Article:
Trump’s executive order on immigration affects students
Of all the controversial executive orders made in the last few weeks, one in particular ,titled “Protecting the Nation from Foreign Terrorist Entry into the United States” has caused significant rife in Washington, DC and garnered an emotional response from international students on campus.
The content of the order was not particularly shocking considering that on the campaign trail in 2016 Trump called for “a total and complete shut down of Muslims entering the United States until our country’s representatives can figure out what the hell is going on.”
The stated purpose of the order was to “ensure that those admitted to this country do not bear hostile attitudes toward it and its founding principles.”
Written into the order is the concern that “numerous foreign-born individuals have been convicted or implicated in terrorism-related crimes since September 11, 2001, including foreign nationals who entered the United States after receiving visitor, student or employment visas or who entered through the United States refugee resettlement program. Deteriorating conditions in certain countries due to war, strife, disaster and civil unrest increase the likelihood that terrorists will use any means possible to enter the United States.”
The order prohibits refugees from Iraq, Iran, Sudan, Libya, Somalia and Yemen for 120 days and refugees from Syria indefinitely. Additionally, it prohibits citizens of those countries with any visa (school, work or travel) from entering the country for 90 days.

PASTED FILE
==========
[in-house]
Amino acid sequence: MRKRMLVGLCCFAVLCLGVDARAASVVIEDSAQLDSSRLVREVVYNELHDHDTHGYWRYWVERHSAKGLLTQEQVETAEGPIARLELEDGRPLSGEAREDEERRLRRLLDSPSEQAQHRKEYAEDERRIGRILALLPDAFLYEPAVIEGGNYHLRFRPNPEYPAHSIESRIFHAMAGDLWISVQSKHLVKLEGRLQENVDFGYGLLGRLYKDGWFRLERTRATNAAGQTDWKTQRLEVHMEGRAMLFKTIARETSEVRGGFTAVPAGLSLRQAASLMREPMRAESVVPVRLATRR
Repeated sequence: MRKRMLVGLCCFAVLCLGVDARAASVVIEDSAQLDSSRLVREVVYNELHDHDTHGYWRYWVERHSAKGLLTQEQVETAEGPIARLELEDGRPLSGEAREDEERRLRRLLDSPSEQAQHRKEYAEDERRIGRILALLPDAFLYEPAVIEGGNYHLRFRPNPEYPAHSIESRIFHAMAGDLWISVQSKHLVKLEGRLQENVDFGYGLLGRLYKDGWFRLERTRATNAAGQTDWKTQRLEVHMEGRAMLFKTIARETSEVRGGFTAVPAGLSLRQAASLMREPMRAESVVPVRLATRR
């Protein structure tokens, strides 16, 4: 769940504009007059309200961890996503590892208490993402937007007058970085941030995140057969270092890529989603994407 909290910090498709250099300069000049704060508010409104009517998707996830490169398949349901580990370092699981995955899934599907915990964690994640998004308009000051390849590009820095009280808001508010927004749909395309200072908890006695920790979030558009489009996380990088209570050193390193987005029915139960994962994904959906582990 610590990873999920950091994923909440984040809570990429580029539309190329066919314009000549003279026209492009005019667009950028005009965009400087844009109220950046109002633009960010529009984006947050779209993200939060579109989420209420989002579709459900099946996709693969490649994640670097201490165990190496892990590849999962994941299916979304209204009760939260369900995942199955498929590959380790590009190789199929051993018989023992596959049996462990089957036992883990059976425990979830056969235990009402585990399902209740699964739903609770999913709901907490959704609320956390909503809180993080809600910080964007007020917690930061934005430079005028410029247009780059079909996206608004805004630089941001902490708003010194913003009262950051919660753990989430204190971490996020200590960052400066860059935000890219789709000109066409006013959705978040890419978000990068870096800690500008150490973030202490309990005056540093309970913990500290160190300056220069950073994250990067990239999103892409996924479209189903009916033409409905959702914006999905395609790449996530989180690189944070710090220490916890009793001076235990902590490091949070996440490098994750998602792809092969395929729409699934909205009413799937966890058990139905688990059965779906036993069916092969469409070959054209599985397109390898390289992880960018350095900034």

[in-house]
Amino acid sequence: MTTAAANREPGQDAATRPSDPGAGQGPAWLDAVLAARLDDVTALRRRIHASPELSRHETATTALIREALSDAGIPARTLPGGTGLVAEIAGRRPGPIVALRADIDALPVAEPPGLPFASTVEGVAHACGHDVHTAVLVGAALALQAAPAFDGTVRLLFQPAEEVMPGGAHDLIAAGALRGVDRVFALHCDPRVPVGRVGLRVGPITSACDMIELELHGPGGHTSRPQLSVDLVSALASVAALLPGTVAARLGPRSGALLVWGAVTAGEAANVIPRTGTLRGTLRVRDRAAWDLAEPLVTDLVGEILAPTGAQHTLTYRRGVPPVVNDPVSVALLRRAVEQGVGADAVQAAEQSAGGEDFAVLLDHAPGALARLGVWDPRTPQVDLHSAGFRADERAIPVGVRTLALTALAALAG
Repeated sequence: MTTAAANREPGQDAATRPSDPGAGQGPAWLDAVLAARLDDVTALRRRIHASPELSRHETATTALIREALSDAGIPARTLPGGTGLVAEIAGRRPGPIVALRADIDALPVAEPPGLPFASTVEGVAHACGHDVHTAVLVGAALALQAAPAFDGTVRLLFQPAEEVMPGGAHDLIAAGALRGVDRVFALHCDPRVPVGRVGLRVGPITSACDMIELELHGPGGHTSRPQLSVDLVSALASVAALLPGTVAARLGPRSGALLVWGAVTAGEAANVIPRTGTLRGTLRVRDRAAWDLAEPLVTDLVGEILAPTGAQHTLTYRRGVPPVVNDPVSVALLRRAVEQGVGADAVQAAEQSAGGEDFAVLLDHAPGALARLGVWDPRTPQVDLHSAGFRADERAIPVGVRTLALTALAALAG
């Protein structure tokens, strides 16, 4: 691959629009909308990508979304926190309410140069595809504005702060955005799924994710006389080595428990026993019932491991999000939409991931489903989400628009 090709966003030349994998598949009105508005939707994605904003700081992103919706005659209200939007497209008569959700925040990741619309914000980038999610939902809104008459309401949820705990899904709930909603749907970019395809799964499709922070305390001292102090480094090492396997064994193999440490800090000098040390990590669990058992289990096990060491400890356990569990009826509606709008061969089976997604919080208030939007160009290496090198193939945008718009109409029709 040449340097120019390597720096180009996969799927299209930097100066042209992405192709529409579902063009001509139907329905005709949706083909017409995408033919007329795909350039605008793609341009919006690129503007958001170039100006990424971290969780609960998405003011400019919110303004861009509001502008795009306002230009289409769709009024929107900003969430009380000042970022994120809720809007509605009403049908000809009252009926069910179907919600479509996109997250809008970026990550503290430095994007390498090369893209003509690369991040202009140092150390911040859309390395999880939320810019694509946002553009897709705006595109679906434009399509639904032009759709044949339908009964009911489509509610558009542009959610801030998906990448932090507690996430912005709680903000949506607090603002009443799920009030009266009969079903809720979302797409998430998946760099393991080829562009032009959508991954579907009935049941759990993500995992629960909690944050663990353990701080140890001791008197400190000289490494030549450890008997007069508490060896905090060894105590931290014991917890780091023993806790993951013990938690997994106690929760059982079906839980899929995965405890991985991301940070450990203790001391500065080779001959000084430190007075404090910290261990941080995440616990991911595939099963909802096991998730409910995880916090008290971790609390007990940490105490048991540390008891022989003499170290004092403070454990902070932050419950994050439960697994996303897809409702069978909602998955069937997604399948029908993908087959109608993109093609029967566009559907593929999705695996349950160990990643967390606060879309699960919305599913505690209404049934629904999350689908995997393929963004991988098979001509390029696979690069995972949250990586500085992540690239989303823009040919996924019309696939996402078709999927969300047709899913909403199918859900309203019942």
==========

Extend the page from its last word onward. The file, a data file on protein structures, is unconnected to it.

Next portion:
Some media outlets have retitled the order “the Muslim ban” because each of the seven countries is predominantly Muslim. According to Pew research data, approximately 12.9 percent of all people of Islamic faith live in these seven countries.
Protests have risen all across the world in the week following Trump’s executive order. Several airports in the US have been the stomping grounds of protestors as well as the streets of London, Paris and Washington, DC.
The message shared at many of the protests was similar to one chanted outside the Los Angeles International Airport on January 29: “No ban. No wall. Sanctuary for all!” One conscientious objector, acting Attorney General Sally Yates, was fired by Trump after ordering Justice Department lawyers not to defend Trump’s executive order.
President Clancy sent out an email to all students and faculty on January 29 which said, “Learning thrives when scholars around the world are free to collaborate. As an academic community that is home to 1,047 students from 74 other nations, The University of Tulsa is troubled by President Trump’s Jan. 27 executive order suspending visas for travelers from seven nations, including some nations that are home to current TU students.”
“The university understands and strongly supports the imperatives of national security, but it also cautions against measures that are overly broad and that carry unconsidered consequences that harm scholarship, commerce, individuals and families and the ideals of opportunity that have traditionally made America great,” Clancy wrote.
“TU is rich in diversity, and our commitment to humanity is embedded into our mission, which will not be compromised. This is why, today – and every day that follows – we stand together as one family, respectful, united and strong.”